Small businesses have been slow to recover from the recession and credit crisis that hit them especially hard. Banks, even community banks, have been subject to regulatory and structural changes that continue to cast doubt on whether or not traditional bank credit will ever recover for small loans, according to Harvard Business School (HBS) professor (and former SBA administrator) Karen Mills.

In an HBS “working paper” by Mills and research associate Brayden McCarthy, they suggest the difficulty many small businesses have had in securing traditional bank debt has led to non-bank, internet-enabled lending alternatives that will change the landscape of small business lending well into the future.

The disincentives traditional banks have to lend to small businesses

According to Mills, bankers say they are lending to small businesses, but have trouble finding creditworthy borrowers. “In addition, bankers note the dampening effect of increased regulatory oversight on the availability of small business credit. Not only is there more regulation and higher compliance costs, there is uncertainty about how regulators view the credit characteristics of loans in their portfolios, making them less likely to make a loan based on “softer” underwriting criteria such as knowledge of the borrower from a long term relationship.

The share of small business loans of total bank loans was about 50 percent in 1995, but only about 30 percent in 2012. Moreover, small business owners report that competition among banks for their business peaked in the 2001 to 2006 period, and has sharply declined from 2006 to the present. Reasons are varied, but include the reduced value of collateral experienced during the recession and the cost to banks of administering small business loans.

Writes Mills: “Transaction costs to process a $100,000 loan are comparable to a $1 million loan, but with less profit. As a result, banks are less likely to engage in lending at the smallest dollar level. Some banks, particularly larger banks, have significantly reduced or eliminated loans below a certain threshold, typically $100,000 or $250,000, or simply will not lend to small businesses with revenue of less than $2 million, as a way to limit time‐consuming applications from small businesses. This is problematic as over half of small businesses surveyed are seeking loans of under $100,000, leaving a critical gap in the small business loan market. Often times, the biggest banks refer small businesses below such revenue thresholds or seeking such low dollar loans to their small business credit card products, which earn higher yields.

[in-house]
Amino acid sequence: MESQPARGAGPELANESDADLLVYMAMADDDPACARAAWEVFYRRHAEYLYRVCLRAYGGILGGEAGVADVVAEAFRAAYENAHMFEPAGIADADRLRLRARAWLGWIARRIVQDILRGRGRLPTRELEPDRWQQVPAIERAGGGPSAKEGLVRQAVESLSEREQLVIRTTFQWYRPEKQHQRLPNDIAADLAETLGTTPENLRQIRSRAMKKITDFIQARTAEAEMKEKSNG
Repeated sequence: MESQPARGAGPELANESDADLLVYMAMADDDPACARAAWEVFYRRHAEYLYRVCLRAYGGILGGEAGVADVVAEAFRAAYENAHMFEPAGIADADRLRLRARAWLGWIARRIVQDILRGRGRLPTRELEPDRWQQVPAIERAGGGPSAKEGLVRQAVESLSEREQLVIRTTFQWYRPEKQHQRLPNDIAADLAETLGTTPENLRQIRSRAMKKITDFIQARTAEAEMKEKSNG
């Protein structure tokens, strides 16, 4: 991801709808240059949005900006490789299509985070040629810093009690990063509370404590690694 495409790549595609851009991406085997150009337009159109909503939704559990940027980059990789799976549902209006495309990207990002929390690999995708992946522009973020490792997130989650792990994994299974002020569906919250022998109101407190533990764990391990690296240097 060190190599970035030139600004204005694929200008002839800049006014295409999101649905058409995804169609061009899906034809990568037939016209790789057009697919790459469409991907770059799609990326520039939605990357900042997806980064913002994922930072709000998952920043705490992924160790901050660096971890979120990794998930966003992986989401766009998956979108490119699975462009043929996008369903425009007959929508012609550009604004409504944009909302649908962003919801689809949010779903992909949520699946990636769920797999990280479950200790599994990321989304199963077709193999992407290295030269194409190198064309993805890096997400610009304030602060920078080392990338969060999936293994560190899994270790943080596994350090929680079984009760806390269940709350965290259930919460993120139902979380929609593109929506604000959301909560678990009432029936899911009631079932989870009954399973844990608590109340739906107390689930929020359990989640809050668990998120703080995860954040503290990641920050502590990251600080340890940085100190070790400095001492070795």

The emergence of new types of online lenders

In response to the downward trend in traditional bank loans to small businesses, there is an emergence of three new models of online lenders that are using technology to disrupt the small business lending market:

  • Players such as OnDeck and Kabbage are using their own balance sheet; they are raising capital from institutional investors, including hedge funds, and using proprietary risk scoring models that include non‐traditional data to decision loans for small business owners.
  • Peer‐to‐peer platforms such as Lending Club, Prosper and Funding Circle are connecting capital from institutional and retail investors with prime and sub‐prime quality borrowers.
  • Lender‐agnostic marketplaces such as Fundera and Biz2Credit provide online marketplaces which connect borrowers with a range of traditional and alternative lenders.

According to Mills, existing players such as large banks and credit card companies are eying the space, and some have already begun to partner with or acquire these new entrants.

What does the future hold?

With banks, due to various factors, loaning less to small businesses, will the new players fill the gap? Perhaps now, says Mills. “There is already disagreement over the appropriate level of regulation,” she writes. “One side of the debate cautions against regulating online small business lending too early for fear of cutting off innovation that could provide valuable products to small business owners. However, there is concern that if left unchecked, online small business lending could become the next sub‐prime lending crisis.

On one thing all parties–small businesses, bankers and lawmakers–agree. Small businesses play a critical role in job creation and the overall economy. Without access to debt, the ability of small businesses to invest in growth will be stymied and will undermine the prospects for longterm economic health.

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